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ERIC Number: EJ877242
Record Type: Journal
Publication Date: 2009-Sep
Pages: 16
Abstractor: As Provided
Reference Count: 23
ISSN: ISSN-0196-5042
Gentrification, Schooling and Social Inequality
DeSena, Judith N.; Ansalone, George
Educational Research Quarterly, v33 n1 p61-76 Sep 2009
Tracking or the separation of students by ability and curriculum is pervasive in American schooling despite the fact that contemporary research has associated this educational structure with negative student outcomes. Opponents of tracking contend that it deprives underprivileged children of excellence and equity in education and separates them along racial and socio-economic lines. In so doing, it underscores the claims of social conflict theorists who contend that education is not always a meritocratic strategy for developing students' abilities and often serves to perpetuate societal inequality. In spite of this, tracking remains a common managerial strategy and little research has explored the mechanisms that account for its popularity. This study explores the role of gentrification in the perpetuation of school tracking. By means of interviews, it investigates the dynamics of gentrification in the Greenpoint-Williamsburg area of Brooklyn and documents the strategies employed by gentry families to gain admission for their children to "better" public schools outside of their neighborhood, thus creating a unique type of between-school tracking.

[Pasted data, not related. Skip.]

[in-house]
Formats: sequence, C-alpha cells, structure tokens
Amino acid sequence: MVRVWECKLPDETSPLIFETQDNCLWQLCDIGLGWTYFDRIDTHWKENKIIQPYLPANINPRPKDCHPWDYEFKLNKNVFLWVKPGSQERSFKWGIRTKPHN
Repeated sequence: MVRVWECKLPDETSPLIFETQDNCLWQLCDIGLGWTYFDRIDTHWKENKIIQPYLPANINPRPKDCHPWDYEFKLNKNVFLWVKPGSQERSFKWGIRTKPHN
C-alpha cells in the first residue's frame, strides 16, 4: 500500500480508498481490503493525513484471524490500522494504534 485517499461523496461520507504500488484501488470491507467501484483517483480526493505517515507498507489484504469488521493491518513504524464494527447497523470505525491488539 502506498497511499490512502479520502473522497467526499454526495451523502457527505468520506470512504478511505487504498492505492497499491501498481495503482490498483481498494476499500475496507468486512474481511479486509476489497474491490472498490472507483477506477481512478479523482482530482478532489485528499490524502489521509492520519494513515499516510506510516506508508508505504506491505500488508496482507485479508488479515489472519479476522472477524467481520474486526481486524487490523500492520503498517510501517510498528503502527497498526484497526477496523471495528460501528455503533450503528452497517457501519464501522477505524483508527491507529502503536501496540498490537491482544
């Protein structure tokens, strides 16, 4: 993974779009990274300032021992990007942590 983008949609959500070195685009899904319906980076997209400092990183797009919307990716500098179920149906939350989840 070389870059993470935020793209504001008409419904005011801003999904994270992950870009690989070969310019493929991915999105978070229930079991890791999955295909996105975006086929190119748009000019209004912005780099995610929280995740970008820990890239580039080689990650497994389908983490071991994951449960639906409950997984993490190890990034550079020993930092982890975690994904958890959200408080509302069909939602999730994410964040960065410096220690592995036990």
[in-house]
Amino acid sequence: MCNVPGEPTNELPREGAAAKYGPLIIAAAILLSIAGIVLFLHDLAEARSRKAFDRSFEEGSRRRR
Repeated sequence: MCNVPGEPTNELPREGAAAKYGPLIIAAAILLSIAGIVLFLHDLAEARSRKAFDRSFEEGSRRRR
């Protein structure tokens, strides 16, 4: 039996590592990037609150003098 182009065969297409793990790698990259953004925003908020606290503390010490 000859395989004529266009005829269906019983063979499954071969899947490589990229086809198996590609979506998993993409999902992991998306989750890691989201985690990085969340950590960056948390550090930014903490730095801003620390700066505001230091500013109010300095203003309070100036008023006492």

Behavioral Research Press. Grambling State University, Math Department, P.O. Box 1191, Grambling, LA 71245. Tel: 318-274-2425; Web site:
Publication Type: Journal Articles; Reports - Evaluative
Education Level: Elementary Secondary Education
Audience: N/A
Language: English
Sponsor: N/A
Authoring Institution: N/A
Identifiers - Location: New York